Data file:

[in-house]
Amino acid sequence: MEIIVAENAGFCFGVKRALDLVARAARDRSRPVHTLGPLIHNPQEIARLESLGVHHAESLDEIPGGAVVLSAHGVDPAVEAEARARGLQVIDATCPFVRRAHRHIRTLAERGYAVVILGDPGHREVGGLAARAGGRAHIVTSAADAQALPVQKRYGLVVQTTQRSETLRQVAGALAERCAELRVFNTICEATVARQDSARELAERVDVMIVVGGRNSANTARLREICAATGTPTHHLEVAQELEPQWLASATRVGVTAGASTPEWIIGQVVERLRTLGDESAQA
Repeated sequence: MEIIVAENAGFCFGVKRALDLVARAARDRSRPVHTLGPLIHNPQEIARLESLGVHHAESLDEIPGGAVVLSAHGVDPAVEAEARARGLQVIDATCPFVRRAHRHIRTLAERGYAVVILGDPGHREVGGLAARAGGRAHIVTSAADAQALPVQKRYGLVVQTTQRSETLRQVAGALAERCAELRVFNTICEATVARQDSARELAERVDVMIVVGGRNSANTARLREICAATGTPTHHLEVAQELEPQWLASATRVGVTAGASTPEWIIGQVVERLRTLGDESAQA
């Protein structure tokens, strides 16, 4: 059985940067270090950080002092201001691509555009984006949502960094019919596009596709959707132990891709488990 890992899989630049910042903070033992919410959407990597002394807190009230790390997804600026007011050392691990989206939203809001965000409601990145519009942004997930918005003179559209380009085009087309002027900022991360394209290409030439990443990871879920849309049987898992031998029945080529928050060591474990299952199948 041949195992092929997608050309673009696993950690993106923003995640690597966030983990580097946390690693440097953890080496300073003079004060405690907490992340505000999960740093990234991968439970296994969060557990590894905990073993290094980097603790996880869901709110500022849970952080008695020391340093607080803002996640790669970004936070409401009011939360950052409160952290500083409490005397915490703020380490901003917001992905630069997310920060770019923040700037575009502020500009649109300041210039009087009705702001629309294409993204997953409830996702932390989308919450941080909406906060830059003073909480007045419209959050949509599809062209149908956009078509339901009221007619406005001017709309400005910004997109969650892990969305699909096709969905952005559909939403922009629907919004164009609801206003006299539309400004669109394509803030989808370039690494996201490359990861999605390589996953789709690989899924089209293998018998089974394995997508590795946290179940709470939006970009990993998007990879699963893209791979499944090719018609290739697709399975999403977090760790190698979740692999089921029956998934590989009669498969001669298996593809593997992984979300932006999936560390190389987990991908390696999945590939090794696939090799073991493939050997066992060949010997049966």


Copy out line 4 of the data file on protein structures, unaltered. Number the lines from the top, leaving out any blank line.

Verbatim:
């Protein structure tokens, strides 16, 4: 059985940067270090950080002092201001691509555009984006949502960094019919596009596709959707132990891709488990 890992899989630049910042903070033992919410959407990597002394807190009230790390997804600026007011050392691990989206939203809001965000409601990145519009942004997930918005003179559209380009085009087309002027900022991360394209290409030439990443990871879920849309049987898992031998029945080529928050060591474990299952199948 041949195992092929997608050309673009696993950690993106923003995640690597966030983990580097946390690693440097953890080496300073003079004060405690907490992340505000999960740093990234991968439970296994969060557990590894905990073993290094980097603790996880869901709110500022849970952080008695020391340093607080803002996640790669970004936070409401009011939360950052409160952290500083409490005397915490703020380490901003917001992905630069997310920060770019923040700037575009502020500009649109300041210039009087009705702001629309294409993204997953409830996702932390989308919450941080909406906060830059003073909480007045419209959050949509599809062209149908956009078509339901009221007619406005001017709309400005910004997109969650892990969305699909096709969905952005559909939403922009629907919004164009609801206003006299539309400004669109394509803030989808370039690494996201490359990861999605390589996953789709690989899924089209293998018998089974394995997508590795946290179940709470939006970009990993998007990879699963893209791979499944090719018609290739697709399975999403977090760790190698979740692999089921029956998934590989009669498969001669298996593809593997992984979300932006999936560390190389987990991908390696999945590939090794696939090799073991493939050997066992060949010997049966």